A piece of cake it was not!

Well this piece of cake took forever to make, it was supposed to be my Christmas dress, but never made it to the day.

This is the Piece of Cake frock by Jody Pearl. It is called the Piece of Cake because it is supposed to be a very straightforward make and to be fair to Jody, the troubles I had making this dress were because the bodice is not suited to my body shape, but I was impressed with the photo img_2742 and went ahead without thinking. You can find out more about Jody here.

I am drawn to an empire waistline, I don’t like the feeling of constraint around my body, which is why an empire waistline is one I really like wearing. Unfortunately, this bodice has no provision for anyone with more than a B cup bust, nary a dart or shape is to be found and the length of the shoulder “strap” was just too long for this shorty 😦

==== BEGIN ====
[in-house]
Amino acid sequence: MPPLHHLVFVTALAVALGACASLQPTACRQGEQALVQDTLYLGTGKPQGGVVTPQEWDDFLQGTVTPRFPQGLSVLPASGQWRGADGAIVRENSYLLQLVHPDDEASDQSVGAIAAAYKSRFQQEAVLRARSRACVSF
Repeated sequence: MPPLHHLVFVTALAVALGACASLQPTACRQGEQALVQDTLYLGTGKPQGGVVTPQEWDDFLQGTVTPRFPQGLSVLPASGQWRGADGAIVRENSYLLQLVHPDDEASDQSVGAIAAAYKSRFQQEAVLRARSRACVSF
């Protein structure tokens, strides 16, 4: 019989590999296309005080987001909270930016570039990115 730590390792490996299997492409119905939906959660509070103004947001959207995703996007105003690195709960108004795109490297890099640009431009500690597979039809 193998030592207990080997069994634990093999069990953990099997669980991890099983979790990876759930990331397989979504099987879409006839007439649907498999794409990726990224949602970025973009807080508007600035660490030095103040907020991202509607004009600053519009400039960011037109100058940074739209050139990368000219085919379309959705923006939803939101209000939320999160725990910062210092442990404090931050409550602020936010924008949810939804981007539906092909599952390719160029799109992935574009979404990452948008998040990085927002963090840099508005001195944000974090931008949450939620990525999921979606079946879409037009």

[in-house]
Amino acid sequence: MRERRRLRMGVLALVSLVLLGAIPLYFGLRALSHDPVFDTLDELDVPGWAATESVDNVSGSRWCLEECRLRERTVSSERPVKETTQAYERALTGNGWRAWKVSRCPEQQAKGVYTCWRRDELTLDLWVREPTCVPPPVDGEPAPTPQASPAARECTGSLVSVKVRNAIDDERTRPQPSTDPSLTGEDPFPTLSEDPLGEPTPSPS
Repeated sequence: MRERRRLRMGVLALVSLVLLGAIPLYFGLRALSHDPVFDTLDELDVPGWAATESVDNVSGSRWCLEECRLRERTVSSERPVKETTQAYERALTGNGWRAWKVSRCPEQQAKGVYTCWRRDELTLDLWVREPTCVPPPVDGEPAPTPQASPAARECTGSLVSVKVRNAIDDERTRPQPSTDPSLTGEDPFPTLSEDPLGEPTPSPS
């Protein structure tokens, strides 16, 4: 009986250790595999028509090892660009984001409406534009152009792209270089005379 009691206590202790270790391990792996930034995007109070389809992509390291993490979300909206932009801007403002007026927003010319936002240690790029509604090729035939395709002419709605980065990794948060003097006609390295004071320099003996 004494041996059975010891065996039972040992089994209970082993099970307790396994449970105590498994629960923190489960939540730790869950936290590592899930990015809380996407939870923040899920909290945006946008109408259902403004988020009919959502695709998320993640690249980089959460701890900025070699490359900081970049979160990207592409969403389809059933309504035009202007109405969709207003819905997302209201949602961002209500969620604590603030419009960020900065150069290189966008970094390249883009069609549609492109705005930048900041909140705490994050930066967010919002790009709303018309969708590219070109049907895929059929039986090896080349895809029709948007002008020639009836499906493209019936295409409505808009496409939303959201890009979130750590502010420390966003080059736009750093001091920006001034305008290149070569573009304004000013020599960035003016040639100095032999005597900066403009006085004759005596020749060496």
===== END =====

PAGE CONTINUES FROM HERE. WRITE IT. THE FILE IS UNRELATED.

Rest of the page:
I did do some fitting through the making of the first version, but thought I could deal with the bodice length problem afterward.


When I shortened the bodice, it brought the waist up too high and squashed my breasts to billyoh- I could hardly breathe! I became quite despondent and disgustedly put the dress into the too-hard basket.  There was another problem with it and that was the colour of the bodice. There are no pictures (they were quickly erased), but the bodice was a very pretty solid blue poplin, unfortunately it was just too much blue and I hated it.

Fast forward to a couple of weeks ago, Christmas is over and I have 3 more weeks off work to fill, out comes the Piece of Cake. I started unpicking the bodice, but gave up and cut it off the skirt, I thought I might salvage it, but I think it is destined for the bin.